Tuesday, October 30, 2012

A Fresh Approach For Computer Security

The quote, “Everything should be made as simple as possible, but no simpler", of course, comes from Albert Einstein and is in a very interesting article, "Killing the Computer to Save It" in the New York Times by John Markoff.

This article is about Peter G. Neumann, an 80-year-old computer scientist at SRI International, who Markoff lists as the person who coined the term "Unics".  This is the first time I heard of this as this canonical story is that it was Brian Kernighan named it (in a humorous fashion) the Uniplexed Information and Computing System (UNICS) as a pun on MULTICS.   Neumann's statement, "complex systems break in complex ways” which could not be more accurate.  The article discusses the need for a fresh approach to computer security.

The article by John Markoff starts off with an interesting story earlier on in the article:
"As an applied-mathematics student at Harvard, Dr. Neumann had a two-hour breakfast with Einstein on Nov. 8, 1952. What the young math student took away was a deeply held philosophy of design that has remained with him for six decades and has been his governing principle of computing and computer security."
I could not agree more with the importance of taking a fresh look at computer architecture and computer security as the article points out below:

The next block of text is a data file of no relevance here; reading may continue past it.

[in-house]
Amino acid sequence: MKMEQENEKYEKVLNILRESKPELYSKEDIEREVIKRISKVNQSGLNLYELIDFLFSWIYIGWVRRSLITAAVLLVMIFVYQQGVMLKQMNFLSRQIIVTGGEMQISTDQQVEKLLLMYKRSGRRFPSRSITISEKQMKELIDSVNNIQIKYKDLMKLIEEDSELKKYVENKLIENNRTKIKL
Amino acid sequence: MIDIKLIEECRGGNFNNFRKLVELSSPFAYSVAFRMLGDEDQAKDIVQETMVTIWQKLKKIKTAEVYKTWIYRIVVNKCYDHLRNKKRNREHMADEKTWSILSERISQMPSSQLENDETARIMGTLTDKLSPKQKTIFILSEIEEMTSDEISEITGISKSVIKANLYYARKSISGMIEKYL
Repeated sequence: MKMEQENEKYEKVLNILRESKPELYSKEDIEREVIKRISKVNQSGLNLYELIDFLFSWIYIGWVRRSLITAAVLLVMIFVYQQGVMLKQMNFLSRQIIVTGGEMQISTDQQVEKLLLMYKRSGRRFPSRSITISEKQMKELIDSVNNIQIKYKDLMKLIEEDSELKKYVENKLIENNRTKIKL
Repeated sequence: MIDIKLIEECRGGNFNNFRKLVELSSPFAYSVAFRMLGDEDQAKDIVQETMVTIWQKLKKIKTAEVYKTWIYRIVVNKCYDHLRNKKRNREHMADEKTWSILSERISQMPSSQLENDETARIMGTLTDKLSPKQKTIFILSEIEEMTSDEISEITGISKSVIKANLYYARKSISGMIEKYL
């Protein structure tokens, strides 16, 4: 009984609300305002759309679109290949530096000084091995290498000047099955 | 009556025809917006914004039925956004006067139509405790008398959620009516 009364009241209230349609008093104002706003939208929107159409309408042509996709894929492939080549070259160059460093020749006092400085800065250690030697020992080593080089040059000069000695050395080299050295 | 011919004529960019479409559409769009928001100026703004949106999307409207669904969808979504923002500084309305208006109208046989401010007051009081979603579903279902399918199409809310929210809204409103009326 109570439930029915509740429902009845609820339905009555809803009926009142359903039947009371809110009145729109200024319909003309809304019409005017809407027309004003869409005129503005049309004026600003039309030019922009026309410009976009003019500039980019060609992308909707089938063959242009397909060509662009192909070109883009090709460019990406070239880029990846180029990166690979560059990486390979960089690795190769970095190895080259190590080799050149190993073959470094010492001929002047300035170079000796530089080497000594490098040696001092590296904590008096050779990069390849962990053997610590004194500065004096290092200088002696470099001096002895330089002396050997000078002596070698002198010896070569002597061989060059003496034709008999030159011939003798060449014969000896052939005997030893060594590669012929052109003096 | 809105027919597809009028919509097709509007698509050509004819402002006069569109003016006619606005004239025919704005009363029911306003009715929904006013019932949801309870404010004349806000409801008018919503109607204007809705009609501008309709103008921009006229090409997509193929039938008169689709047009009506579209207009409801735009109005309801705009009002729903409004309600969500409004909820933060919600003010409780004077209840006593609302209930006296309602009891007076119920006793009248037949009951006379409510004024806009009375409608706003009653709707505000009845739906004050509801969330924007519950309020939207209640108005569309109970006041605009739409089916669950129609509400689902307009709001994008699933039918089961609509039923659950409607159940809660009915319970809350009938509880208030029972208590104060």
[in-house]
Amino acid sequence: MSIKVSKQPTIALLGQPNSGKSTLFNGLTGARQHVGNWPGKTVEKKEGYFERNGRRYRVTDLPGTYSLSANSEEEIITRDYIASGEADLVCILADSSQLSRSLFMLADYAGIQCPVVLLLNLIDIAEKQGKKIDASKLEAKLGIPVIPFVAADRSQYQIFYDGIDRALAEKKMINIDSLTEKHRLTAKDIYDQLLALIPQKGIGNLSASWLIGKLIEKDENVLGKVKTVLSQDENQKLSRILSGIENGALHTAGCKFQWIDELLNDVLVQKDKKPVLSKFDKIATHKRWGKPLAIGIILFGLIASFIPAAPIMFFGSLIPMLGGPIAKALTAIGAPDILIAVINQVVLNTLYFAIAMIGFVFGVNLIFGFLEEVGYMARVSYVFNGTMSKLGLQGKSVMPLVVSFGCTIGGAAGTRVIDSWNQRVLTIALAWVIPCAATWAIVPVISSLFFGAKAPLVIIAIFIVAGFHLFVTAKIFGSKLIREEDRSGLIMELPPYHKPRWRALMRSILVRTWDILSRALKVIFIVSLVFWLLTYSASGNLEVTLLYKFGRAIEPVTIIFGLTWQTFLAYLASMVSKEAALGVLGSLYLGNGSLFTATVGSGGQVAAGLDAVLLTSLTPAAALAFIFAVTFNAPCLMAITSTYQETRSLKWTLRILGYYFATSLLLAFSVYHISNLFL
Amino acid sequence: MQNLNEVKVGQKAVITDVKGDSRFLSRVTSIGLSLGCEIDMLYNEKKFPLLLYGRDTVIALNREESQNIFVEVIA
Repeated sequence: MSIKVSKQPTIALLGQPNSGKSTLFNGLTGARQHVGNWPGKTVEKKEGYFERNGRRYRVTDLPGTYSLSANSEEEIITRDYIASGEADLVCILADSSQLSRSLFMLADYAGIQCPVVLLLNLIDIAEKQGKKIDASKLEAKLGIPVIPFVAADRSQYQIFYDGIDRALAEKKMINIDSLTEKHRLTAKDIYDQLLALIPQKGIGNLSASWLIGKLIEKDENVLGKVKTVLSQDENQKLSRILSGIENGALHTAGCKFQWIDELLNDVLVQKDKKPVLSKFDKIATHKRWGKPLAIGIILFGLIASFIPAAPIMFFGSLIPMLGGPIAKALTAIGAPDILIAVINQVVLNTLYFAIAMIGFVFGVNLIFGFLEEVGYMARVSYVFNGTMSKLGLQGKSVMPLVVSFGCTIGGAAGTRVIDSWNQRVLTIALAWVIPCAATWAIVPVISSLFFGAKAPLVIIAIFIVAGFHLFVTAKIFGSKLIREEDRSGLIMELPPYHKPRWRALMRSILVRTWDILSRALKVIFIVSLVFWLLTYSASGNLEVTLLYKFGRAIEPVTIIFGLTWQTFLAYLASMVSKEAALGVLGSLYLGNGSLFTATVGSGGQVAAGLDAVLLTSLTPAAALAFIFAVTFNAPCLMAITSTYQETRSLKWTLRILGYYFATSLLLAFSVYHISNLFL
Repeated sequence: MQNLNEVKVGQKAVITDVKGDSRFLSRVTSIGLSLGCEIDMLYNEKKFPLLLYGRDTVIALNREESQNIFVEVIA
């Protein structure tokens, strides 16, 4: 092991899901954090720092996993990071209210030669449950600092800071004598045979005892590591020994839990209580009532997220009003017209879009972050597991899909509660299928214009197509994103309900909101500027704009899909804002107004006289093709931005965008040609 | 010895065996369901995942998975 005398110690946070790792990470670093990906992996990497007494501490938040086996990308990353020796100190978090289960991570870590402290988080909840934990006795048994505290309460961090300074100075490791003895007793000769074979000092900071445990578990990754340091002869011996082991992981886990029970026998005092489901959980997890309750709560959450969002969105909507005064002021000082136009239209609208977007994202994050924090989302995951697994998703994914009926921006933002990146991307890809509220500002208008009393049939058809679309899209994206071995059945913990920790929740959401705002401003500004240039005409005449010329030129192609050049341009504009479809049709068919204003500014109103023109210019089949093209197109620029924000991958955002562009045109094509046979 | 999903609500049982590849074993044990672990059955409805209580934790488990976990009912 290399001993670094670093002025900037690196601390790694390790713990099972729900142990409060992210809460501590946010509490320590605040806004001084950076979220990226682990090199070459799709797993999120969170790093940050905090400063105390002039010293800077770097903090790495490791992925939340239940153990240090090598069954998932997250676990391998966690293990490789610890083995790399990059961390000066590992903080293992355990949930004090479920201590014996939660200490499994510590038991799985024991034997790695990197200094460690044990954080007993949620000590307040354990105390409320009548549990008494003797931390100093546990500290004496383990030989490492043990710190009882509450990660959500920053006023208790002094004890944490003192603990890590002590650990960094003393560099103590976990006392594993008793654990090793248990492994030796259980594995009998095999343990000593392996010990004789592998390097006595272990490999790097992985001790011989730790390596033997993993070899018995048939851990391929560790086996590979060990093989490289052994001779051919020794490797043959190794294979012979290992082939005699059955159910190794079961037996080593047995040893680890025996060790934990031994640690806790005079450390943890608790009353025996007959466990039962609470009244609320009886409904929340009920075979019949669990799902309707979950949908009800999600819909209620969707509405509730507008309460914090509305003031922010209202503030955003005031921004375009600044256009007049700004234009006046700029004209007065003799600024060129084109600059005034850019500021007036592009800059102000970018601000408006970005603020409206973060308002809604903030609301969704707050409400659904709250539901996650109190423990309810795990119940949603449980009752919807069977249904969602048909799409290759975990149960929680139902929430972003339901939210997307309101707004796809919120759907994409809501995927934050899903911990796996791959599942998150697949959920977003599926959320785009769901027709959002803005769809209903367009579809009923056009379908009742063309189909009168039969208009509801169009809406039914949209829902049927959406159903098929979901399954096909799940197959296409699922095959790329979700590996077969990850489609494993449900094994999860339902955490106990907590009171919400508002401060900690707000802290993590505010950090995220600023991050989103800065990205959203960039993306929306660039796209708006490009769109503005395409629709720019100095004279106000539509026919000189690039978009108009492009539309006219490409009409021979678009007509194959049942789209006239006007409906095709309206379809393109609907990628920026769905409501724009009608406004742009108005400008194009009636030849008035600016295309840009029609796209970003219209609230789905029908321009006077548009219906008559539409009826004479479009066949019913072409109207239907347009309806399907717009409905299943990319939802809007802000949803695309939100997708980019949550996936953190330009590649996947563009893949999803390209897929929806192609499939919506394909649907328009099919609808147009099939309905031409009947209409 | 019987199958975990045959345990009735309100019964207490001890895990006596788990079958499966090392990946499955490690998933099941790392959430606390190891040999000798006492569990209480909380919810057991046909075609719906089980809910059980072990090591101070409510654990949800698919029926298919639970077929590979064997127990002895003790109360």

"The program includes two separate but related efforts: Crash, for Clean-Slate Design of Resilient Adaptive Secure Hosts; and MRC, for Mission-Oriented Resilient Clouds. The idea is to reconsider computing entirely, from the silicon wafers on which circuits are etched to the application programs run by users, as well as services that are placing more private and personal data in remote data centers.
Clean Slate is financing research to explore how to design computer systems that are less vulnerable to computer intruders and recover more readily once security is breached."
My oldest son John is in the computer profession as well with a BS and MS from VT.  I have given him (sometimes he even asked for :-) career advice over the years.   Something that I have told him and university/college students is the following, "you want to a job in computers?  Become a security expert or a performance god and you will always have a job."   The opportunities are endless because so are the challenges.  You can quote me on that last one :-)